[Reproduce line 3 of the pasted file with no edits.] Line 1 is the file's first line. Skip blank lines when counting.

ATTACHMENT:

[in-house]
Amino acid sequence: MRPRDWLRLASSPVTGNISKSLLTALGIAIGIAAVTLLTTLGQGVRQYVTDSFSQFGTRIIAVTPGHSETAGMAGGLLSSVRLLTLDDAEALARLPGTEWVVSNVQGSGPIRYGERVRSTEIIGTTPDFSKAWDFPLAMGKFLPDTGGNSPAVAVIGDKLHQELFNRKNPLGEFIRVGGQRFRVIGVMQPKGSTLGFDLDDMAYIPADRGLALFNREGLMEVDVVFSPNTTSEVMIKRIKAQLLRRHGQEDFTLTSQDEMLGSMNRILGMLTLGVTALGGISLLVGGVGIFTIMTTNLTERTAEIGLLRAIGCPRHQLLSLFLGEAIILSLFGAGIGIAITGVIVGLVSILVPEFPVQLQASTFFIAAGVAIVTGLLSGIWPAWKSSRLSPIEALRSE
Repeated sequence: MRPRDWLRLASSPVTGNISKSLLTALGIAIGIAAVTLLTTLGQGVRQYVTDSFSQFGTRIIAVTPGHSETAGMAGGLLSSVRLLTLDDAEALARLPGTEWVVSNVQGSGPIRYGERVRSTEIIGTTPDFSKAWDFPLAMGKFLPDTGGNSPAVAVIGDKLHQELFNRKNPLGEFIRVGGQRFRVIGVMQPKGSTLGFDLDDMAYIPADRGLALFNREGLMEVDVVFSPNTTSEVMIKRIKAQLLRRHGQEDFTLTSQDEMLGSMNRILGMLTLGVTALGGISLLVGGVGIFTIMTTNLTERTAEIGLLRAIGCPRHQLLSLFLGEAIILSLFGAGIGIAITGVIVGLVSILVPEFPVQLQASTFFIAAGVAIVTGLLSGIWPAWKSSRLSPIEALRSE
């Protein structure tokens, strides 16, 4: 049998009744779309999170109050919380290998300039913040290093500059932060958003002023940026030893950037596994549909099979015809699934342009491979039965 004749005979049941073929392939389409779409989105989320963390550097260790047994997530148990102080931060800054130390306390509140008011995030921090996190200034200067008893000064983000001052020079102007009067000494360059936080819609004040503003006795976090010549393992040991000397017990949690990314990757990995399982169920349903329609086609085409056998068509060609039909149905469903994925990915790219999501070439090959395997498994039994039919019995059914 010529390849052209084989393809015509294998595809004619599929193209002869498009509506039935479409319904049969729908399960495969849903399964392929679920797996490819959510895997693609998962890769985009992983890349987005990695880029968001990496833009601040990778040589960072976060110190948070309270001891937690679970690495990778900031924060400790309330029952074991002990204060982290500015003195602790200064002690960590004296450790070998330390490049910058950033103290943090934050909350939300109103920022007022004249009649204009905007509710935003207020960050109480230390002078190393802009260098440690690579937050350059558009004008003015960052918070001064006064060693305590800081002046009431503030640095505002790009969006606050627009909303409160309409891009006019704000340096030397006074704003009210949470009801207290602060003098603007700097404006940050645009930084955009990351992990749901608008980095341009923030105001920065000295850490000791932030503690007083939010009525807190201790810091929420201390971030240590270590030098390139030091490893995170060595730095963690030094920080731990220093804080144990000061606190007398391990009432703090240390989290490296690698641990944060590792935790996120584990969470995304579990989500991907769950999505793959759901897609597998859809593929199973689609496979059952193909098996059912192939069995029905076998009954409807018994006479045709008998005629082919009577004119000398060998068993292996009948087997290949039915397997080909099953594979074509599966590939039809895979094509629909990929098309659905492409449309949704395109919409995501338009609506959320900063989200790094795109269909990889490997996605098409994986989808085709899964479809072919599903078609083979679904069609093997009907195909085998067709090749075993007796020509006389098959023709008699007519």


Repeated sequence: MRPRDWLRLASSPVTGNISKSLLTALGIAIGIAAVTLLTTLGQGVRQYVTDSFSQFGTRIIAVTPGHSETAGMAGGLLSSVRLLTLDDAEALARLPGTEWVVSNVQGSGPIRYGERVRSTEIIGTTPDFSKAWDFPLAMGKFLPDTGGNSPAVAVIGDKLHQELFNRKNPLGEFIRVGGQRFRVIGVMQPKGSTLGFDLDDMAYIPADRGLALFNREGLMEVDVVFSPNTTSEVMIKRIKAQLLRRHGQEDFTLTSQDEMLGSMNRILGMLTLGVTALGGISLLVGGVGIFTIMTTNLTERTAEIGLLRAIGCPRHQLLSLFLGEAIILSLFGAGIGIAITGVIVGLVSILVPEFPVQLQASTFFIAAGVAIVTGLLSGIWPAWKSSRLSPIEALRSE